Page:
Exogenous hormone use, reproductive factors and risk of intrahepatic cholangiocarcinoma among women: results from cohort studies in the Liver Cancer Pooling Project and the UK Biobank

Jessica L. Petrick, Úna C. McMenamin, Xuehong Zhang, Anne Zeleniuch-Jacquotte, Jean Wactawski-Wende, Tracey G. Simon, Rashmi Sinha, Howard D. Sesso, Catherine Schairer, Lynn Rosenberg, Thomas E. Rohan, Kim Robien, Mark P. Purdue, Jenny N. Poynter, Julie R. Palmer, Yunxia Lu, Martha S. Linet, Linda M. Liao, I. Min Lee, Jill KoshiolCari M. Kitahara, Victoria A. Kirsh, Jonathan N. Hofmann, Barry I. Graubard, Edward Giovannucci, J. Michael Gaziano, Susan M. Gapstur, Neal D. Freedman, Andrea A. Florio, Dawn Q. Chong, Yu Chen, Andrew T. Chan, Julie E. Buring, Laura E.Beane Freeman, Jennifer W. Bea, Christopher R. Cardwell, Peter T. Campbell, Katherine A. McGlynn

Research output: Contribution to journalArticlepeer-review

3 Scopus citations

Abstract

Background: Intrahepatic cholangiocarcinoma (ICC) arises from cholangiocytes in the intrahepatic bile duct and is the second most common type of liver cancer. Cholangiocytes express both oestrogen receptor-α and -β, and oestrogens positively modulate cholangiocyte proliferation. Studies in women and men have reported higher circulating oestradiol is associated with increased ICC risk, further supporting a hormonal aetiology. However, no observational studies have examined the associations between exogenous hormone use and reproductive factors, as proxies of endogenous hormone levels, and risk of ICC. Methods: We harmonised data from 1,107,498 women who enroled in 12 North American-based cohort studies (in the Liver Cancer Pooling Project, LCPP) and the UK Biobank between 1980–1998 and 2006–2010, respectively. Cox proportional hazards regression models were used to generate hazard ratios (HR) and 95% confidence internals (CI). Then, meta-analytic techniques were used to combine the estimates from the LCPP (n = 180 cases) and the UK Biobank (n = 57 cases). Results: Hysterectomy was associated with a doubling of ICC risk (HR = 1.98, 95% CI: 1.27–3.09), compared to women aged 50–54 at natural menopause. Long-term oral contraceptive use (9+ years) was associated with a 62% increased ICC risk (HR = 1.62, 95% CI: 1.03–2.55). There was no association between ICC risk and other exogenous hormone use or reproductive factors. Conclusions: This study suggests that hysterectomy and long-term oral contraceptive use may be associated with an increased ICC risk.

Original languageEnglish (US)
Pages (from-to)316-324
Number of pages9
JournalBritish Journal of Cancer
Volume123
Issue number2
DOIs
StatePublished - Jul 21 2020

Bibliographical note

Funding Information:
For the Black Women’s Health Study, pathology data were obtained from several of the following state cancer registries (AZ, CA, CO, CT, DE, DC, FL, GA, IL, IN, KY, LA, MD, MA, MI, NJ, NY, NC, OK, PA, SC, TN, TX, VA), and results reported do not necessarily represent their views. For the Nurses’ Health Study and the Health Professionals Follow-up Study, we would like to thank the following state cancer registries for their help: AL, AZ, AR, CA, CO, CT, DE, FL, GA, ID, IL, IN, IA, KY, LA, ME, MD, MA, MI, NE, NH, NJ, NY, NC, ND, OH, OK, OR, PA, RI, SC, TN, TX, VA, WA, WY. We assume full responsibility for analyses and interpretation of these data. For NIH-AARP, the acknowledgement can be found at the following website: https://dietandhealth. cancer.gov/acknowledgement.html. For the Women’s Health Initiative, the full list of investigators that have contributed can be found on the following website: https:// www.whi.org/researchers/Documents%20%20Write%20a%20Paper/WHI% 20Investigator%20Long%20List.pdf. The American Cancer Society funds the creation, maintenance, and updating of the Cancer Prevention Study-II cohort. The authors express sincere appreciation to all Cancer Prevention Study-II participants, and to each member of the study and biospecimen management group. We would like to acknowledge the contribution to this study from central cancer registries supported through the Centers for Disease Control and Prevention’s National Program of Cancer Registries and cancer registries supported by the National Cancer Institute’s Surveillance Epidemiology and End Results Program.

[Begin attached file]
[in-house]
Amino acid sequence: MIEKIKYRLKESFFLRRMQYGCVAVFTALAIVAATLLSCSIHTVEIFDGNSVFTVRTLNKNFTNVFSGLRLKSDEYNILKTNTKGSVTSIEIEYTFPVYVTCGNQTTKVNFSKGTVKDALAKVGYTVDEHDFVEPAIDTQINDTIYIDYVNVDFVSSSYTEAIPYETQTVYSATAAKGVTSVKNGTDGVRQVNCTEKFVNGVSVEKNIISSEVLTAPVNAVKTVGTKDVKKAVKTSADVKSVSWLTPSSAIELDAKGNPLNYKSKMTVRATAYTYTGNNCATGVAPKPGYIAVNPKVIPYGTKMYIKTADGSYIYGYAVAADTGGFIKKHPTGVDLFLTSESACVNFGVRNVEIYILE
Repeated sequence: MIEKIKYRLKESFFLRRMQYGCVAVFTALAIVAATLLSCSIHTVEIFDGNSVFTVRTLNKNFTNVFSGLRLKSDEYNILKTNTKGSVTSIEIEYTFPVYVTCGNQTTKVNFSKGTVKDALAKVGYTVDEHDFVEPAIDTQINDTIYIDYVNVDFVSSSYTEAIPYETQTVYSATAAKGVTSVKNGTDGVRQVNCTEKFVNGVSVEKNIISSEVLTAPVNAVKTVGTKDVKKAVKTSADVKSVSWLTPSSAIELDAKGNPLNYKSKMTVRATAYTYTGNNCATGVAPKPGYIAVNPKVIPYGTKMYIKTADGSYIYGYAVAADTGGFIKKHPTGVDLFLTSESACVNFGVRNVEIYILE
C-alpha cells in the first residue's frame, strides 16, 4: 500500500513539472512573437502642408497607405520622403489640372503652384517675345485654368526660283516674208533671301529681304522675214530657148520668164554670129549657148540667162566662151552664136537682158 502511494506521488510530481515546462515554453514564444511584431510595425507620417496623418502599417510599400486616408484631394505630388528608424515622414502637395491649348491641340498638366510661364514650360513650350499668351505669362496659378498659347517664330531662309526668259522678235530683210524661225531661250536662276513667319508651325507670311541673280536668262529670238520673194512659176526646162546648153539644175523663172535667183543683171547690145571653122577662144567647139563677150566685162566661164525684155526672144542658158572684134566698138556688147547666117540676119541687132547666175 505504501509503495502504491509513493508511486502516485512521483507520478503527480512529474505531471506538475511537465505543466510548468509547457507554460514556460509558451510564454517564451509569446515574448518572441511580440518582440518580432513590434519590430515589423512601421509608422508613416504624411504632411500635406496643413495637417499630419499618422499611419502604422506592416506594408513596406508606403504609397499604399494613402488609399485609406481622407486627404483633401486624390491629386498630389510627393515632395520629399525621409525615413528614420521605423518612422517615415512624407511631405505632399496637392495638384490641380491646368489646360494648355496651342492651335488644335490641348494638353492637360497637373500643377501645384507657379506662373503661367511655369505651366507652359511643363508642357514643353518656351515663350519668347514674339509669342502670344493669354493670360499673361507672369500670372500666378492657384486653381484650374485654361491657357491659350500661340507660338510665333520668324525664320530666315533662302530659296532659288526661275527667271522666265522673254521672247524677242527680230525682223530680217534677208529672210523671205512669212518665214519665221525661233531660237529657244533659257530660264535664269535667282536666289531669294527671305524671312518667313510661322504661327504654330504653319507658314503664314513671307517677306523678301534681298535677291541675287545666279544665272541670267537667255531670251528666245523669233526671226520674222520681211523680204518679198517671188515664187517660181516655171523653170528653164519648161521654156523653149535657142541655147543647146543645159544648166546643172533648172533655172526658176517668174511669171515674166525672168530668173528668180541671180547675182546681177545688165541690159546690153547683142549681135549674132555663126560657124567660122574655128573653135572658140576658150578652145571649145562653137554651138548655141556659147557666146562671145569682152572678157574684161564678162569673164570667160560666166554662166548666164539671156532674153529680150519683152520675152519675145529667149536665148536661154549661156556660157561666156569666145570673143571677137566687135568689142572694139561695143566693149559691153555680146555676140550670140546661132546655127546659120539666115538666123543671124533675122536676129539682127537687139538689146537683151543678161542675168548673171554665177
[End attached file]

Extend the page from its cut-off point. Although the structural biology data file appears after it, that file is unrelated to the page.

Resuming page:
Funding Information:
Funding infromation Access to the UK Biobank was funded by a Cancer Research UK Population Research Postdoctoral Fellowship (Ú.C.M.). NIH Intramural Research Program, National Cancer Institute (J.L.P., A.A.F., L.E.B.F., J.N.H., C.M.K., N.D.F., B.I.G., J.K., L.M.L., M.S.L., M.P.P., C.S., R.S., K.A.M.). National Institutes of Health grants CA047988 (I. L., J.E.B.), CA182913 (I.L., J.E.B.), HL043851 (I.L., J.E.B.), HL080467 (I.L., J.E.B.), HL099355 (I.L., J.E.B.), K07 CA188126 (X.Z.), DK098311 (A.T.C.), CA186107 (A.T.C.), CA87969 (A.T. C.), CA167552 (A.T.C.), P30 CA016087 (A.Z-J.), P30 ES000260 (A.Z-J.), UM1 CA164974 (L Rosenberg, JR Palmer), R01 CA058420 (L.R., J.R.P.), and R01 CA39742 (K.R., J.N.P.). American Cancer Society Research Scholar Grant RSG NEC-130476 (X.Z.). The WHI program (J.W-W., T.E.R., Y.L., J.W.B.) is funded by the National Institutes of Health contracts HHSN268201600018C, HHSN268201600001C, HHSN268201600002C, HHSN268201600003C and HHSN268201600004C. The HPFS and NHS programs (X. Z.) were support by the National Cancer Institute, National Institutes of Health grant numbers UM1CA186107, P50CA127003, P01CA87969 and UM1CA167552.

Publisher Copyright:
© 2020, This is a U.S. government work and not under copyright protection in the U.S.; foreign copyright protection may apply.

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